We are currently seeking articles for submission to Dimensions.
Editors, Dr. Paula Garrett-Rucks (Georgia State University) and Dr. Jason A. Kemp (WIDA at the University of Wisconsin-Madison)
SCOLT acknowledges the work of the Dimensions editorial review board and thanks them for their service to the profession. Click here to see a list of current editorial review board members.
Dimensions 2024 Special Issue: Focus on Bridging Language Education Fields
Dimensions (formerly Dimension) is the official peer-refereed journal of SCOLT. Following the 2022 inclusion-themed conference, the SCOLT Board of Directors voted to change the name to Dimensions, reflecting the multiple dimensions of language teaching and learning presented in this journal, within and beyond the SCOLT region. The journal seeks to serve the professional interests of language instructors and researchers across a range of contexts and is dedicated to the advancement of the teaching and learning of world languages, particularly languages other than English.
This edition will focus on bridging the Language Education fields of Bilingual, Dual Language, Heritage Language, and World Languages Education. These areas of language teaching and learning are often understood as separate disciplines with distinct pedagogies. The focus of this special issue is on the ways in which these language fields share knowledge, theories, and best practices. Arguably, at the heart of each field there is a common goal to foster learners’ ability to function across languages and cultures in spoken and written communications.
Ultimately, the call for papers for this special issue aims to inspire diverse researchers to share their understanding of what we think language education should look like across the U.S. In what ways are the national standards and best teaching practices similar or different across Bilingual, Dual Language, Heritage Language and World Languages Education? How do assessment practices vary? How is language education similar or different across various regions of the U.S.? In what ways can findings on best-teaching practices in border communities (e.g., Canada and Mexico) inform bilingual and biliteracy practices in communities with less frequent cross-cultural contact? In what ways does learning a heritage or world language (e.g., Arabic, Chinese, French, Spanish) compare to learning English in an ESOL context? This edition aims to highlight empirical and theoretical papers, as well as new programmatic directions and professional development, that focus on our shared goal of promoting and maintaining multilingualism. In addition, we welcome papers from a variety of educational contexts, including K-12 and post-secondary; urban, suburban, and rural; as well as how language teaching and learning can promote diversity, equity, and inclusion.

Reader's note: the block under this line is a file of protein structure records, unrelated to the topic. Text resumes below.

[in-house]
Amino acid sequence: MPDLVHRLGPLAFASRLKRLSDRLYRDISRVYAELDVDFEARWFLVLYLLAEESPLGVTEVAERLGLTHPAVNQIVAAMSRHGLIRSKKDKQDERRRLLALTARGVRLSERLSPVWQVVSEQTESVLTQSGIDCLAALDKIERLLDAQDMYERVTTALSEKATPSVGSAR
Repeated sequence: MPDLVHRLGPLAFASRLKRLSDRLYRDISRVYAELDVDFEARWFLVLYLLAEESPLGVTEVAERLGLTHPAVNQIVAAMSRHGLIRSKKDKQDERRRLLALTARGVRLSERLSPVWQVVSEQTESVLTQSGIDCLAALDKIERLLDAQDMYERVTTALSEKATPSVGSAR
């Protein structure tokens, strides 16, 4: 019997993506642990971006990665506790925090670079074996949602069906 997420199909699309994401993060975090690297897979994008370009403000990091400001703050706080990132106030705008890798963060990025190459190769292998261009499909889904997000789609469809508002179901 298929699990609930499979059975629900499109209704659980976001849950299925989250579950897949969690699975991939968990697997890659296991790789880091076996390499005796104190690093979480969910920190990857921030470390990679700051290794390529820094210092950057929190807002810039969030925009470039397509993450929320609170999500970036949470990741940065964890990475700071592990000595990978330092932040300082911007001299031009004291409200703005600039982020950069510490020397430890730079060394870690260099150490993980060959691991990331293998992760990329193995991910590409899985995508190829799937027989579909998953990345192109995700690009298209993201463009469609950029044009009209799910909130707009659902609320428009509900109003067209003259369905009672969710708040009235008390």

Priority will be given to submissions received by the September 15, 2023 deadline.
See the submission guidelines.
For additional information on manuscript submission or the publication process, please contact email@example.com, firstname.lastname@example.org, or email@example.com.